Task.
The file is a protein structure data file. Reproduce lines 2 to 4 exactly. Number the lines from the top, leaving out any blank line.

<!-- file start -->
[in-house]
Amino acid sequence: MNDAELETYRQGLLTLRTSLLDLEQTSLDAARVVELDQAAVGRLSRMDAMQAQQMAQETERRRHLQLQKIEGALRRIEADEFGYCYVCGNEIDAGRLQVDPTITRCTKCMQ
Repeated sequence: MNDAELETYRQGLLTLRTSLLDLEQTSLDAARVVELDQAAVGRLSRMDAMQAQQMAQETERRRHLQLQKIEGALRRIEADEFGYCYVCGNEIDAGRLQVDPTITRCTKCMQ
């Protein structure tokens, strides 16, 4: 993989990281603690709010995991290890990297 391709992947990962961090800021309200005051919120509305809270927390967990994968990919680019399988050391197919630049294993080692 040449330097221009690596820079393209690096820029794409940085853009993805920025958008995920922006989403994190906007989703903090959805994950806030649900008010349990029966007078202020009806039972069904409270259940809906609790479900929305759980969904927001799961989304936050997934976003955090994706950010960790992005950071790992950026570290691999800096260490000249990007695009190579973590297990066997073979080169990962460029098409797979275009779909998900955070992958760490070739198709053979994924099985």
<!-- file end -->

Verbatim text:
Amino acid sequence: MNDAELETYRQGLLTLRTSLLDLEQTSLDAARVVELDQAAVGRLSRMDAMQAQQMAQETERRRHLQLQKIEGALRRIEADEFGYCYVCGNEIDAGRLQVDPTITRCTKCMQ
Repeated sequence: MNDAELETYRQGLLTLRTSLLDLEQTSLDAARVVELDQAAVGRLSRMDAMQAQQMAQETERRRHLQLQKIEGALRRIEADEFGYCYVCGNEIDAGRLQVDPTITRCTKCMQ
């Protein structure tokens, strides 16, 4: 993989990281603690709010995991290890990297 391709992947990962961090800021309200005051919120509305809270927390967990994968990919680019399988050391197919630049294993080692 040449330097221009690596820079393209690096820029794409940085853009993805920025958008995920922006989403994190906007989703903090959805994950806030649900008010349990029966007078202020009806039972069904409270259940809906609790479900929305759980969904927001799961989304936050997934976003955090994706950010960790992005950071790992950026570290691999800096260490000249990007695009190579973590297990066997073979080169990962460029098409797979275009779909998900955070992958760490070739198709053979994924099985």